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U.S. v. BROWNE

February 6, 2001

UNITED STATES OF AMERICA
V.
THOMAS J. BROWNE AND GERALD CASH MCNEIL, DEFENDANTS.



The opinion of the court was delivered by: Sideny H. Stein, United States District Judge.

OPINION

Defendants Thomas Browne and Gerald McNeil were convicted of securities fraud in violation of 15 U.S.C. § 78j(b), 78ff, 17 C.F.R. § 240.10b-5, wire fraud in violation of 18 U.S.C. § 1343, 1346, violating the Travel Act in violation of 18 U.S.C. § 1952(a)(3), and conspiracy in violation of 18 U.S.C. § 371 after an 11 day jury trial in September of 1998. After learning that the central witness for the government had perjured himself during the trial, Browne and McNeil moved for judgment of acquittal pursuant to Fed. R. Cr. P. 29 or for a new trial pursuant to Fed. R. Cr. P. 33. The motion to acquit the defendants is denied. However, fully cognizant that a motion for a new trial is granted "only with great caution in the most extraordinary circumstances," the motion for a new trial is granted because this Court is "left with a firm belief that but for the perjured testimony, the defendants would most likely not have been convicted." United States v. Wallach, 935 F.2d 445, 456, 458 (2d Cir. 1991).

BACKGROUND

The charges against Browne and McNeil stem from their participation in a fraudulent scheme to induce customers to purchase the securities of San Diego Bancorp, Inc.*fn1 Peter Tosto, a stock promoter, recruited Browne, a stockbroker at Hanover Sterling Co. of New York, to locate other brokers willing to induce their customers to purchase San Diego Bancorp stock. In return, Tosto offered to pay Browne a percentage of the brokers' sales. Browne accepted the offer and in turn recruited McNeil, a stockbroker he knew at Greenway Capital, Inc., to induce his customers to purchase the stock. McNeil received a payment from Tosto worth 20 percent of the price of the stock his customers purchased. McNeil, in turn, recruited other brokers into the scheme. Browne and McNeil did not disclose to their customers that they were receiving cash payments in exchange for promoting the stock.

At trial, the government primarily relied upon the testimony of Peter Tosto,*fn2 the ringleader of the scheme, who had entered into a cooperation agreement with the government. Tosto testified that "[The cooperation agreement] requires me to be cooperative with the government, turn over all my records that I have, be truthful at this particular hearing and truthful in any things that I have been doing about the government; just be completely honest with all the things I have done and what happened with San Diego Bancorp and anything [the prosecutor] ask[s] me . . . and to be honest and answer all [the government's] questions and everyone's questions." (Tr. 272-73). In exchange, Tosto testified that the government would write a letter to the court requesting, pursuant to U.S. Sentencing Guideline § 5K1.1, that he receive a downward departure from his sentencing guideline range for having rendered "substantial assistance" to the government. (Tr. 273).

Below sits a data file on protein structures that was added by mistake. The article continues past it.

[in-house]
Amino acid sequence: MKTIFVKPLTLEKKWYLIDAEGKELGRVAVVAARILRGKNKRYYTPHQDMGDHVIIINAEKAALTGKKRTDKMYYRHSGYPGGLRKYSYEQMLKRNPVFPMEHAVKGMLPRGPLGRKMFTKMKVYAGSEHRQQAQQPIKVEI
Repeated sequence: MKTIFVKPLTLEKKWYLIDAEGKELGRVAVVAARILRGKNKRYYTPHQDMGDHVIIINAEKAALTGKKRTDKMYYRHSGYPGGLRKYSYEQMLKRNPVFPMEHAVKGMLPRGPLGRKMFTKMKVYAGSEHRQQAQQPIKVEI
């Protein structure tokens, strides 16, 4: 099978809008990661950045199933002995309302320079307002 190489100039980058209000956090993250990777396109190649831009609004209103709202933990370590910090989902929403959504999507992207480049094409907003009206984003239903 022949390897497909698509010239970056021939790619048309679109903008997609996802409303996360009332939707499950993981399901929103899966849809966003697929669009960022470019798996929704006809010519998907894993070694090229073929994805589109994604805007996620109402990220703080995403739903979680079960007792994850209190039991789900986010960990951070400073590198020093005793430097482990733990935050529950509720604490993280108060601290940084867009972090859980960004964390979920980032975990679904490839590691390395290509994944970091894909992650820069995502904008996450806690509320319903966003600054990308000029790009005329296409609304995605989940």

On direct examination, Tosto testified about his extensive previous involvement with crime, including selling narcotics to fellow high school students, sinking his car and reporting it stolen, stealing insurance checks from a close friend who was in a coma, and participating in 22 previous incidents of illegal stock manipulation. However, he also testified that he had abandoned his life of crime once he signed his cooperation agreement with the government in 1994. Specifically, he testified, "There came a point in my life when I decided I didn't want to lie and cheat anymore." (Tr. 749). He also said he had approached the government of his own accord with his tale of wrongdoing because "I wanted to expose myself." (Tr. 1112). In addition, he specifically testified that he believed his business activities in connection with the securities industry at the time of trial were in complete compliance with the securities laws and with his cooperation agreement. (Tr. 755). The government asked the jury to rely on the testimony of Tosto because "Mr. Tosto was very candid with you," "he told you the truth," and "what he told you was corroborated in important ways by other evidence in this case." (Tr. 1790, 1797, 1819). Tosto testified during five of the seven days of trial testimony in this action. Indeed, the Court observed during a side bar conference that "Mr. Tosto is the government's case." (Tr. 1115).